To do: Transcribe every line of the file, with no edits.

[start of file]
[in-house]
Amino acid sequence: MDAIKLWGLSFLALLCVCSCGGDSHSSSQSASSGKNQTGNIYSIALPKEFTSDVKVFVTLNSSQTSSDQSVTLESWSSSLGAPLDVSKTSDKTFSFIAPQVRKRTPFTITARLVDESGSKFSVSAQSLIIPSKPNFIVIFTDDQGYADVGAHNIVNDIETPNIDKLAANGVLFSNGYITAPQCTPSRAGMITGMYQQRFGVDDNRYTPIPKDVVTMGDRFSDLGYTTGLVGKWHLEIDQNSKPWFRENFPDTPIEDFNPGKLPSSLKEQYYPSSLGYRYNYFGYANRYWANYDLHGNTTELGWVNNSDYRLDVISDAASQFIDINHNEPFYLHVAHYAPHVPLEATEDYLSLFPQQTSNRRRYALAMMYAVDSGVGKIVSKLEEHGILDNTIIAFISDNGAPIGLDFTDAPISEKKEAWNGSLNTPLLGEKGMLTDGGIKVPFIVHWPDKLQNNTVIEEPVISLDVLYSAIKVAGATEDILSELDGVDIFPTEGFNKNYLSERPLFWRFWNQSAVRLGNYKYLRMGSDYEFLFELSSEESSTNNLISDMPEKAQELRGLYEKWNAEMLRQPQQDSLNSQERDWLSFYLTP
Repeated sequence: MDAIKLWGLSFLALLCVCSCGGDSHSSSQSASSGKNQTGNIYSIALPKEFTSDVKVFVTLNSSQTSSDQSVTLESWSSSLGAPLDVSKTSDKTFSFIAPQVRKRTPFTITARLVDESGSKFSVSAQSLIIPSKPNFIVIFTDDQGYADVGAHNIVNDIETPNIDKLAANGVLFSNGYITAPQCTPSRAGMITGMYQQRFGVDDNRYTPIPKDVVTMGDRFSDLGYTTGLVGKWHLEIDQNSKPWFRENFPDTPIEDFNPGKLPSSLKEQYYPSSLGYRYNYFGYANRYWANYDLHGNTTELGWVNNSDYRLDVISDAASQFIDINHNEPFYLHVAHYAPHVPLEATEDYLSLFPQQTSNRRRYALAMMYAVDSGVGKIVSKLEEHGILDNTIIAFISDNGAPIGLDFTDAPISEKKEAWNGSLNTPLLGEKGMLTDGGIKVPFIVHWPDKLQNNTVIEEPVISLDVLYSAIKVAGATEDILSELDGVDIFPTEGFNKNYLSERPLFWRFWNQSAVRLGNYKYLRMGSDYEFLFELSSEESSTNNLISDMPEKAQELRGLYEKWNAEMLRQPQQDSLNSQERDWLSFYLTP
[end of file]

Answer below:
[in-house]
Amino acid sequence: MDAIKLWGLSFLALLCVCSCGGDSHSSSQSASSGKNQTGNIYSIALPKEFTSDVKVFVTLNSSQTSSDQSVTLESWSSSLGAPLDVSKTSDKTFSFIAPQVRKRTPFTITARLVDESGSKFSVSAQSLIIPSKPNFIVIFTDDQGYADVGAHNIVNDIETPNIDKLAANGVLFSNGYITAPQCTPSRAGMITGMYQQRFGVDDNRYTPIPKDVVTMGDRFSDLGYTTGLVGKWHLEIDQNSKPWFRENFPDTPIEDFNPGKLPSSLKEQYYPSSLGYRYNYFGYANRYWANYDLHGNTTELGWVNNSDYRLDVISDAASQFIDINHNEPFYLHVAHYAPHVPLEATEDYLSLFPQQTSNRRRYALAMMYAVDSGVGKIVSKLEEHGILDNTIIAFISDNGAPIGLDFTDAPISEKKEAWNGSLNTPLLGEKGMLTDGGIKVPFIVHWPDKLQNNTVIEEPVISLDVLYSAIKVAGATEDILSELDGVDIFPTEGFNKNYLSERPLFWRFWNQSAVRLGNYKYLRMGSDYEFLFELSSEESSTNNLISDMPEKAQELRGLYEKWNAEMLRQPQQDSLNSQERDWLSFYLTP
Repeated sequence: MDAIKLWGLSFLALLCVCSCGGDSHSSSQSASSGKNQTGNIYSIALPKEFTSDVKVFVTLNSSQTSSDQSVTLESWSSSLGAPLDVSKTSDKTFSFIAPQVRKRTPFTITARLVDESGSKFSVSAQSLIIPSKPNFIVIFTDDQGYADVGAHNIVNDIETPNIDKLAANGVLFSNGYITAPQCTPSRAGMITGMYQQRFGVDDNRYTPIPKDVVTMGDRFSDLGYTTGLVGKWHLEIDQNSKPWFRENFPDTPIEDFNPGKLPSSLKEQYYPSSLGYRYNYFGYANRYWANYDLHGNTTELGWVNNSDYRLDVISDAASQFIDINHNEPFYLHVAHYAPHVPLEATEDYLSLFPQQTSNRRRYALAMMYAVDSGVGKIVSKLEEHGILDNTIIAFISDNGAPIGLDFTDAPISEKKEAWNGSLNTPLLGEKGMLTDGGIKVPFIVHWPDKLQNNTVIEEPVISLDVLYSAIKVAGATEDILSELDGVDIFPTEGFNKNYLSERPLFWRFWNQSAVRLGNYKYLRMGSDYEFLFELSSEESSTNNLISDMPEKAQELRGLYEKWNAEMLRQPQQDSLNSQERDWLSFYLTP